Play – by Sylvain Creuzevault – creation : 2014
To succeed in making a whole room laugh with Karl Marx’s Capital was not an easy bet.
It was a gamble that paid off.
This play is a free adaptation of the famous book by the famous Karl, which has a little disoriented all the 20th century and still does.
This adaptation is remarkable for several reasons:
Its staging: it is a bifrontal staging. Do you think that’s not important ? I hope not. It absolutely changes the relationship between actors & audience.
Clearly, the stage becomes a huge corridor passing through two rows of spectators.
It sounds simple – but notice that every time you speak to one row of spectators, the others see you from behind.
It’s also a matter of not losing the spectators “from the end” by sitting towards the center of the stage.
And above all, they play “on sight“: there is no illusion of reality in this theatrical practice: everyone knows that we are watching an actors’ performance.
You will see the actor putting on make-up while he tells that he was on the burning barricades. You’ll see the other actor putting on his toupee beard and changing roles: and everything will go very, very well, because it’s done in complicity with the spectators.
The scene takes place in Paris on May 13, 1848. We are in a bar – the republicans are disappointed by the government resulting from the new French Constituent Assembly, elected by direct universal male suffrage… for the first time in History. This Assembly was not in favour of social measures. Among the dissatisfied, the doctor Vincent-François Raspail, the socialist Auguste Blanqui and his friend Armand Barbès, Louis Blanc… If you recognize Parisian metro stations, you’ve won. You will no longer cross them as you used to. Of course, Engels, friend of Marx, was also among the dissatisfied, at the end of the table.
Marx is not presented on stage – well, he is, in the form of a rather? curious bust. Red, of course. But his “Manifesto of the Communist Party”, published at the beginning of 1848, helps to fuel conversations.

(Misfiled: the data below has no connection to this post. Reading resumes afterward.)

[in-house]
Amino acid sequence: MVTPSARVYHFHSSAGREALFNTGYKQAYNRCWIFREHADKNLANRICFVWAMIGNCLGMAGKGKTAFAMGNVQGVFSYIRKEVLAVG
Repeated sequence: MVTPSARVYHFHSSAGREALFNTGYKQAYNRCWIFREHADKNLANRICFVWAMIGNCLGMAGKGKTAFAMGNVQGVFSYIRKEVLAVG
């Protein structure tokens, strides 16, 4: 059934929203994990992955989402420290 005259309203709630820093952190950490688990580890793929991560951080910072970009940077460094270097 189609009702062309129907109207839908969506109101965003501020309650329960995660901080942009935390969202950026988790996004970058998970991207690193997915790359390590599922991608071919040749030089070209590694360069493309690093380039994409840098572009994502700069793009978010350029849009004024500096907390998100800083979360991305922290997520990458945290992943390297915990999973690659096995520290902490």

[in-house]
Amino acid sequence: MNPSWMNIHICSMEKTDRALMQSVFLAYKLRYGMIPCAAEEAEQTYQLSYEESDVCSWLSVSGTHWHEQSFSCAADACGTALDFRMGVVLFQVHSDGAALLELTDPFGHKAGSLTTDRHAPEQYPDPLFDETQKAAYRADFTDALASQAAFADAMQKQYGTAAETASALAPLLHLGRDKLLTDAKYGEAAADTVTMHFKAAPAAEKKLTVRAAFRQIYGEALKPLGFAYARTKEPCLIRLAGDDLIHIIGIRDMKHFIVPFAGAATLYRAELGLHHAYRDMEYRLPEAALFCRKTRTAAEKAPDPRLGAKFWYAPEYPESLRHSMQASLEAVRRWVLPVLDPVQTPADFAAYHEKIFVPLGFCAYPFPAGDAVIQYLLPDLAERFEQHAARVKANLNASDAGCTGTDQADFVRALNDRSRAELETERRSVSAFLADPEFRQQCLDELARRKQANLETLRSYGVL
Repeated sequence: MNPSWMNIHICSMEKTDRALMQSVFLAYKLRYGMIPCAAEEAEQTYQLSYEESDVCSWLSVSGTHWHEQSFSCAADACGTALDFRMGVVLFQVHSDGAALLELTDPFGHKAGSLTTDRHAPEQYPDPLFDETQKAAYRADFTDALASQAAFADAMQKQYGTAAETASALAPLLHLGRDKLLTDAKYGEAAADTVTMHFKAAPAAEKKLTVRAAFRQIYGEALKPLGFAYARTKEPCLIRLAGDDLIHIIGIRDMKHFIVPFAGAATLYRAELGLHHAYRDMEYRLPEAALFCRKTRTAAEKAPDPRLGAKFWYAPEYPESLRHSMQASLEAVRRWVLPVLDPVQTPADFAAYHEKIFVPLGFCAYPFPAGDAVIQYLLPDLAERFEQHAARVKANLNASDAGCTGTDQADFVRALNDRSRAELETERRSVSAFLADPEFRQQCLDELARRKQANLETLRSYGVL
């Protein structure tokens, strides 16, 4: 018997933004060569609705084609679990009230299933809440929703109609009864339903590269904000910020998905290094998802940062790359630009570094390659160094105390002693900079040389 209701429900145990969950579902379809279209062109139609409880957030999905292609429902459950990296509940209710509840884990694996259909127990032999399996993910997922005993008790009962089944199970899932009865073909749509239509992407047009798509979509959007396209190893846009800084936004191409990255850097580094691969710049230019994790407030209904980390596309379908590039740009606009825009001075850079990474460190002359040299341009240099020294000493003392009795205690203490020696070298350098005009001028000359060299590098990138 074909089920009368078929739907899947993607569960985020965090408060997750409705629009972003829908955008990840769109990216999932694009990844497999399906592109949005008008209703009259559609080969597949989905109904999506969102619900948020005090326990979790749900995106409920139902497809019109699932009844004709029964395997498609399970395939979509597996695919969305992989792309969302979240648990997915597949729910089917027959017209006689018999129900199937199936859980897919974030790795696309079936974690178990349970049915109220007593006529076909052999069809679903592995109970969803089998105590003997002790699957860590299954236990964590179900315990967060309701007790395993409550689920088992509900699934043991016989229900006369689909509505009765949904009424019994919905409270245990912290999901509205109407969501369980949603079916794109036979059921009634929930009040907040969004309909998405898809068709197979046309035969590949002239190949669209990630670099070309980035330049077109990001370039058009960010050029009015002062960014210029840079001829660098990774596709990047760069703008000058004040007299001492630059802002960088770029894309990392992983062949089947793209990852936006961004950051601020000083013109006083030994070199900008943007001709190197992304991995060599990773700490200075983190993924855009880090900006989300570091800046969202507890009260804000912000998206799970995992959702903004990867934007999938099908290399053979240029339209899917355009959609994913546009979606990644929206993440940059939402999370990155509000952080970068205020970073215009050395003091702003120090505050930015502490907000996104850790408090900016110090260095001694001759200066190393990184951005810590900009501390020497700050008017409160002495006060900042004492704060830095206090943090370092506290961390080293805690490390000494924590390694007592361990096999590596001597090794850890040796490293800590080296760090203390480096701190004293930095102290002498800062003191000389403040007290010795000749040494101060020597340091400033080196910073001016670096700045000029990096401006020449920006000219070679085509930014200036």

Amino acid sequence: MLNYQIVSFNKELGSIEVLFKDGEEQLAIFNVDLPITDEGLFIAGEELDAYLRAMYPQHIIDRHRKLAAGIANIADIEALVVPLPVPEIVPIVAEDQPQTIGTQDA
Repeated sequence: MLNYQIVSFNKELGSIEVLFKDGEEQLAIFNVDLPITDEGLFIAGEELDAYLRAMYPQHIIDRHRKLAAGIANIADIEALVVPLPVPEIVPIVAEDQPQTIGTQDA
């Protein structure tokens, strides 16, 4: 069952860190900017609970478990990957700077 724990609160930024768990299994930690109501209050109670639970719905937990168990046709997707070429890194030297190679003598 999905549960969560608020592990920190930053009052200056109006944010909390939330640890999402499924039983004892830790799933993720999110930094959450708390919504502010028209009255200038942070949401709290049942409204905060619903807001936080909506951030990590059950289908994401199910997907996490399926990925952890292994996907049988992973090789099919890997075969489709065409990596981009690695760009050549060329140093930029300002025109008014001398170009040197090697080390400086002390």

In fact, the staging is astonishing in that it brings back to life those political struggles that everyone has forgotten (even in France, the Republican struggles of 1848 are unknown). And since it was a matter of staging a comedy – and not a tragedy or a political-engaged boredom – Creuzevault chose the most French way of rendering politics: bistro debates.
We still gut ourself and this place remains, despite all the prudery of our times, a great place where you throw drinks at each other because you don’t have the same political ideas – while meeting up a quarter of an hour later around a “little balloon” – a balloon glass of red – or white – wine, and “banging the cardboard” – and the arguments start all over again about cards, and then women, and then guys, and it starts all over again.
As a result, it’s a very lively place. Very theatrical. And very conducive to comedy.
That was the idea to find in order to be able to play with Marx: to find a human situation in which you could argue about class struggle and the vampire side of capitalism, without falling into “the big night” – in a coffee shop, nobody is right.
This allows to have a broken narrative: in a café, it goes in, it comes out, people’s stories collide and you can get beautiful narrative effects – like a kaleidoscope.
And since the place is not serious – the fatal pitfall of the “political play” is splendidly avoided.
The result is an absolutely fantastic work. And a complete room enchanted & amazed. Right, you would come out with a question: what was that “monkey” story? No monkey on stage – no mention of a character who “monkeys” Marx – or else they all do it but it would have been written: and its monkeys, in the plural. I don’t have the answer.
In the series: the directors to keep an eye on, so there is Sylvain Creuzevault.
For the virtual part… for this show, I’m sorry, it’s in very bad taste, but you will go from skull to skull. Take a good look, there are some on the whole length of the stage. And I even think we’ll give you a trip inside Marx’s skull.
Featured Image & all pictures : from the show : The Capital and its monkey – 2014
“For Free” : I wrote this post yesterday, following a ‘surprise hit’ and a great anger afterwards. I shouldn’t have written it, let alone published it. I have shown a complete lack of education and respect – and I sincerely beg your forgiveness. I thought a little late to remove that. I just wanted to say, and I did it very badly, my true trust. I apologize to you.
… now that I have set a very heavy atmosphere… don’t forget that I’m a girl – not a lady – a girl – so all the faults of a girl, I have them & I’m neither sweet nor classy. And certainly not cute. In real life, I would have killed myself trying to make you laugh at the end by realizing my stupidity: a girl. Unbearable.
Anyway, anyway. Tomorrow, I will try to explain how I imagine the themes for an annual program.